The night before Thankgiving is traditionally one of the busiest bar nights of the year, which translates to more DWI enforcement.
The Minnesota Department of Public Safety will be increasing its DWI enforcement in Washington County starting today.
The DPS will be focusing on the state's 13 counties with the highest combined totals of drunk driving traffic deaths and alcohol-related serious injuries, according to a release from the DPS Office of Traffic Safety.
Extra DWI patrols will continue in the 13 counties through September 2013 as part of a 12 month, federally-funded enforcement program.
These 13 counties accounted for nearly half of the state’s drunk driving deaths (160) and more than half of the state’s alcohol-related serious injuries (436) during 2009–2011:
- St. Louis
- Otter Tail
New to the 13 counties list are Becker, Meeker and Otter Tail counties; taken off the list from 2012 enforcement are Carver, Rice and Scott counties.
The 13 counties are determined by their total number of drunk driving deaths and alcohol-related serious injuries during a three-year period, according to the DPS.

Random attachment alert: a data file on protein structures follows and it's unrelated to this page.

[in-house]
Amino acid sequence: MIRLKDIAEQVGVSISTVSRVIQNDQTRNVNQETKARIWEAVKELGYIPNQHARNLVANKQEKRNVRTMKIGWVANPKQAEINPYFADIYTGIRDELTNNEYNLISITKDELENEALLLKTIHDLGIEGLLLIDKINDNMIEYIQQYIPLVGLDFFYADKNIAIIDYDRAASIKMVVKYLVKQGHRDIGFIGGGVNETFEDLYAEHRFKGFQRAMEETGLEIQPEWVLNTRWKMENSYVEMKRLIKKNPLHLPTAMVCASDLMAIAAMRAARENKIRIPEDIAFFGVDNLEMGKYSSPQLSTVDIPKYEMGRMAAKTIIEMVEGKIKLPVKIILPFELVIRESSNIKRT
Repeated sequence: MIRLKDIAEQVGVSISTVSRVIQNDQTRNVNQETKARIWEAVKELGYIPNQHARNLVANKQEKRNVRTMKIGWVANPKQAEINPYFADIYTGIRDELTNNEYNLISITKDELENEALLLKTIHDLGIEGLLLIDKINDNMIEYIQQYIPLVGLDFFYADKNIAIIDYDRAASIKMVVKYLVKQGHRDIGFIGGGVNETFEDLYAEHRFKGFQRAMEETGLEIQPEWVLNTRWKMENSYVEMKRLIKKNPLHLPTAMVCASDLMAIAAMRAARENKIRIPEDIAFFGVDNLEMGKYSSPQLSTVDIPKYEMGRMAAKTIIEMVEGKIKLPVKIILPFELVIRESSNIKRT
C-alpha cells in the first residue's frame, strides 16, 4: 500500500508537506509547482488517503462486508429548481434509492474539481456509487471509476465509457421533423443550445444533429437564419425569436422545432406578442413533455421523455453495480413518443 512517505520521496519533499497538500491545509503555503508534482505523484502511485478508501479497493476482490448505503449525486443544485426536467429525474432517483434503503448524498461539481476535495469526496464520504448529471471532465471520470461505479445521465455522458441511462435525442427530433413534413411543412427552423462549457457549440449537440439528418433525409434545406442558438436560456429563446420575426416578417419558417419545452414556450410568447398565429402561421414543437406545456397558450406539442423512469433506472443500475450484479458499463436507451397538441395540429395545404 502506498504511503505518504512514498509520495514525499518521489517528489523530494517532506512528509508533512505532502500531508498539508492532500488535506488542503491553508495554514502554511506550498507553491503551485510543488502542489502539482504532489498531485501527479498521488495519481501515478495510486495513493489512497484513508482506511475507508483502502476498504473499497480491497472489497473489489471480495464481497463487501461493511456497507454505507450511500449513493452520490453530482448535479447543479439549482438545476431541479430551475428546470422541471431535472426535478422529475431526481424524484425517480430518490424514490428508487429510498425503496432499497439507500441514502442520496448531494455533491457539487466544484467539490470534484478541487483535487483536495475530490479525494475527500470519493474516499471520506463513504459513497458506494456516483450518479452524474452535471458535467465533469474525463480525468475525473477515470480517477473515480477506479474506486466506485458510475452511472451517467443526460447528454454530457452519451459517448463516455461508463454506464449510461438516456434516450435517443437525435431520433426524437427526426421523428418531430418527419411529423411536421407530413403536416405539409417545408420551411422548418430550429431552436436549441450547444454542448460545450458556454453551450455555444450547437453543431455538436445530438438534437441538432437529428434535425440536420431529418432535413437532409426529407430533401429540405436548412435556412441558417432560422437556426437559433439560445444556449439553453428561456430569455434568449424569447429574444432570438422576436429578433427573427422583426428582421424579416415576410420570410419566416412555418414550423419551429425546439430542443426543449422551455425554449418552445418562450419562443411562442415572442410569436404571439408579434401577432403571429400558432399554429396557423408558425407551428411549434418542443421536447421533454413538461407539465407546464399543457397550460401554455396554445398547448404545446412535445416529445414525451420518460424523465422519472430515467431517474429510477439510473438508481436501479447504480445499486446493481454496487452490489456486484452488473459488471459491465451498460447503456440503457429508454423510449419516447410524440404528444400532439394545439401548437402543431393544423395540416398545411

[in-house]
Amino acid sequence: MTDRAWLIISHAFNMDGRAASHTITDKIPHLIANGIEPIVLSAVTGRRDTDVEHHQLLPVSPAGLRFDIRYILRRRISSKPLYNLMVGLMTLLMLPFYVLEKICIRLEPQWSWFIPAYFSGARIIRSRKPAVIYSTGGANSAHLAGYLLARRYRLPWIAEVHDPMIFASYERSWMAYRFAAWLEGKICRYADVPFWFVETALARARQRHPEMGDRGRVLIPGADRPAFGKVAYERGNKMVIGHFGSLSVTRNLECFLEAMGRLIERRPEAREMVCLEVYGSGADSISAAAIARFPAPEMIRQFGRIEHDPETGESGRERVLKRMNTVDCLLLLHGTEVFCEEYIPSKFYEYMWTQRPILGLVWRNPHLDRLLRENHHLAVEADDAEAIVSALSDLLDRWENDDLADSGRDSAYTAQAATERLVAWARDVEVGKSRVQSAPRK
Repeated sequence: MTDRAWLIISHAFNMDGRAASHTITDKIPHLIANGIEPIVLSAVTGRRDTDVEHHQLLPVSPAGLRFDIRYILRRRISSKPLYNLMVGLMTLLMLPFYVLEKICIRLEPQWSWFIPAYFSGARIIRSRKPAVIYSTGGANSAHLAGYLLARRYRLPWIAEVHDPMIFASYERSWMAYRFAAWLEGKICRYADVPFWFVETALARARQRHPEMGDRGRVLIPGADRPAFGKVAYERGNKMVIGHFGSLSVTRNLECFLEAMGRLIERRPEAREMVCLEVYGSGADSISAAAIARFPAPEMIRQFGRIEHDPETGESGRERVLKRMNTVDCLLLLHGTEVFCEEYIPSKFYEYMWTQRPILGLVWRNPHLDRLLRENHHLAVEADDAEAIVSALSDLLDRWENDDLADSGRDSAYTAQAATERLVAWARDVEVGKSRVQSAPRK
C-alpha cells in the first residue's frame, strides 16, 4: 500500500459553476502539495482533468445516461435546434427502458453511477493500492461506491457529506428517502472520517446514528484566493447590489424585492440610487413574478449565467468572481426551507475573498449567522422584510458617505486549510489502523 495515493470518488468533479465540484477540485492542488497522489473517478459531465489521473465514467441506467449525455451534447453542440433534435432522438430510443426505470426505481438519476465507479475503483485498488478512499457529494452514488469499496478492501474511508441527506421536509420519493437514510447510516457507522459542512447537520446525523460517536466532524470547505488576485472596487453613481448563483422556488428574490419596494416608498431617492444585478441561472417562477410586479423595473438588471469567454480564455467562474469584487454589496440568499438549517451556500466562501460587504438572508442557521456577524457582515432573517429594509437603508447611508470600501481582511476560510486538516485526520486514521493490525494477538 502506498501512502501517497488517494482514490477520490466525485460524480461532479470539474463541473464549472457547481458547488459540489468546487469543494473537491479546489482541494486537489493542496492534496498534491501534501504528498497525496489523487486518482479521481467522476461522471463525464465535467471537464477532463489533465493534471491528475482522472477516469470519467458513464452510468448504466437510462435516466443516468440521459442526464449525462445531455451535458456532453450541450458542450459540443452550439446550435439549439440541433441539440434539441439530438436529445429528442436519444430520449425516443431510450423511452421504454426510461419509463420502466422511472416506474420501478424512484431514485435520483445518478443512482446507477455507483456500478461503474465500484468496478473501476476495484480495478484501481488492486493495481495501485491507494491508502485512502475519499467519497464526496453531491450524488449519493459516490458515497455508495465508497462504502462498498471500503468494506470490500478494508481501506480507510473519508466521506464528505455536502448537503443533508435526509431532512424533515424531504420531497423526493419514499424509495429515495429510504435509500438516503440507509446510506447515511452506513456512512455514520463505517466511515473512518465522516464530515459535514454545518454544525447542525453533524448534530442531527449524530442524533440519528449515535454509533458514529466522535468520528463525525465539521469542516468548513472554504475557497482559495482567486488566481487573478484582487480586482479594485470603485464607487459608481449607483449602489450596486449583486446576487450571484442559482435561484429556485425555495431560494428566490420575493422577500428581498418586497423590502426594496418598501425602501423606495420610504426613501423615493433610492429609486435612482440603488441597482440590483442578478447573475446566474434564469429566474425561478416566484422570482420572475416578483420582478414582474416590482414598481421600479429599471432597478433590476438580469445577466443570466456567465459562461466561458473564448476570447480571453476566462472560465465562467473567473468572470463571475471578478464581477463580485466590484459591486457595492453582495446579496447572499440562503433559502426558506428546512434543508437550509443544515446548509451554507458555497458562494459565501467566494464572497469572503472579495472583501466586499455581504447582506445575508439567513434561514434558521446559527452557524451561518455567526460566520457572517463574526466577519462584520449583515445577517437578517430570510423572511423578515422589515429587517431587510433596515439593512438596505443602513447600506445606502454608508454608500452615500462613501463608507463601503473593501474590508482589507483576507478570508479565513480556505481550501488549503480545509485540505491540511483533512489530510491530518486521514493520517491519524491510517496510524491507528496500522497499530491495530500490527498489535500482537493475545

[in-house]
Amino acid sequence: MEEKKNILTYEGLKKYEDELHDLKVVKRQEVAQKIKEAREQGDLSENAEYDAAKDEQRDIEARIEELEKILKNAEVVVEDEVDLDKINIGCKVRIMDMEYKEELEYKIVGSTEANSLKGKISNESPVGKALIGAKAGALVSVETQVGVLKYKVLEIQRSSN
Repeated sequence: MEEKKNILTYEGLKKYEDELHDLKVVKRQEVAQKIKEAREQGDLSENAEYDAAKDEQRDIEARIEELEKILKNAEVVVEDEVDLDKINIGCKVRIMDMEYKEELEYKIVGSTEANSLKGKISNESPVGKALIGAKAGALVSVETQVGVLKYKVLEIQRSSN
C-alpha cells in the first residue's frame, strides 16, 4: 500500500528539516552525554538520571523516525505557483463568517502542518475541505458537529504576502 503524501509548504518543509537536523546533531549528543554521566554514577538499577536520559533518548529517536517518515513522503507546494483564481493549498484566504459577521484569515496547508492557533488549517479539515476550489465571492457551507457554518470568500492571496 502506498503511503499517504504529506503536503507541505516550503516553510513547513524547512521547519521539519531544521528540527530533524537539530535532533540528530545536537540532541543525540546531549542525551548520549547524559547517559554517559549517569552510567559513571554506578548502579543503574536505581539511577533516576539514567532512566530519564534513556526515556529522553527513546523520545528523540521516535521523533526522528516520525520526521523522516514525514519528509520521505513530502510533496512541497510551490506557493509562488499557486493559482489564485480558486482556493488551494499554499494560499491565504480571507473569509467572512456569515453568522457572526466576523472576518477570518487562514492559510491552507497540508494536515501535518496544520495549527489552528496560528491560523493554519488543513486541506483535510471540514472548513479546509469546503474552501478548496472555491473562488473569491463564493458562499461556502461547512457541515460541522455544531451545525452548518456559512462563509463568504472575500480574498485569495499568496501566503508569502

Wayne Sandberg, deputy director of the Washington County Public Works Department, said that Washington County is almost always on the list since it has one of the larger populations.
"There are more people in Washington County, so statistically you will see more drunk driving and crashes," Sandberg said. "But this is still a concern for us."
According to the DPS, agencies in the 13 counties will use high-visibility enforcement tactics to alert motorists of increased enforcement — including electronic message board signage and heavy patrols along specific corridors. Advertising will accompany the enforcement to encourage Minnesotans to avoid driving impaired.
Sandberg added that while the Washington County Sheriff's Office and State Department of Public Safety focus on enforcement, the county's public works department focuses on how to design the safest roads for people to drive on — no matter the state they are driving in.
"It's an important issue to look at as a society," Sandberg said. "Our goal is to make sure everyone gets home safely."